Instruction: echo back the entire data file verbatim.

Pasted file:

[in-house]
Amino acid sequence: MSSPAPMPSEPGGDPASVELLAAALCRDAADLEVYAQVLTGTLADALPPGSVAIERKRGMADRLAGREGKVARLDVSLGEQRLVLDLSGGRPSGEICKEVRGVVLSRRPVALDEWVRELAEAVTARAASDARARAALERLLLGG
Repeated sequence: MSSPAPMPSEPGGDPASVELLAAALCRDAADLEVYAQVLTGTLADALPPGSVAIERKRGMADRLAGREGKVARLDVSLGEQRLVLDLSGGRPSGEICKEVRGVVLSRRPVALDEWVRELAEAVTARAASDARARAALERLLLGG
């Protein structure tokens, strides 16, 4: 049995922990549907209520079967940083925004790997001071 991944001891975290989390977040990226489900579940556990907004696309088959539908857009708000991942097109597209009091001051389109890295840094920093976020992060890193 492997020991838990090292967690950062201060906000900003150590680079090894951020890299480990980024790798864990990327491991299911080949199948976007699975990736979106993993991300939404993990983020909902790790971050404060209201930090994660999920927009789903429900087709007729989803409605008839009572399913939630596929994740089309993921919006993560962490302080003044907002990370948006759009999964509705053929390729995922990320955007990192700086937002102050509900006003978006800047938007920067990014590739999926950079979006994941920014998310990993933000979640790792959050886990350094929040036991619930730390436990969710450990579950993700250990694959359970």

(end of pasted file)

[in-house]
Amino acid sequence: MSSPAPMPSEPGGDPASVELLAAALCRDAADLEVYAQVLTGTLADALPPGSVAIERKRGMADRLAGREGKVARLDVSLGEQRLVLDLSGGRPSGEICKEVRGVVLSRRPVALDEWVRELAEAVTARAASDARARAALERLLLGG
Repeated sequence: MSSPAPMPSEPGGDPASVELLAAALCRDAADLEVYAQVLTGTLADALPPGSVAIERKRGMADRLAGREGKVARLDVSLGEQRLVLDLSGGRPSGEICKEVRGVVLSRRPVALDEWVRELAEAVTARAASDARARAALERLLLGG
């Protein structure tokens, strides 16, 4: 049995922990549907209520079967940083925004790997001071 991944001891975290989390977040990226489900579940556990907004696309088959539908857009708000991942097109597209009091001051389109890295840094920093976020992060890193 492997020991838990090292967690950062201060906000900003150590680079090894951020890299480990980024790798864990990327491991299911080949199948976007699975990736979106993993991300939404993990983020909902790790971050404060209201930090994660999920927009789903429900087709007729989803409605008839009572399913939630596929994740089309993921919006993560962490302080003044907002990370948006759009999964509705053929390729995922990320955007990192700086937002102050509900006003978006800047938007920067990014590739999926950079979006994941920014998310990993933000979640790792959050886990350094929040036991619930730390436990969710450990579950993700250990694959359970």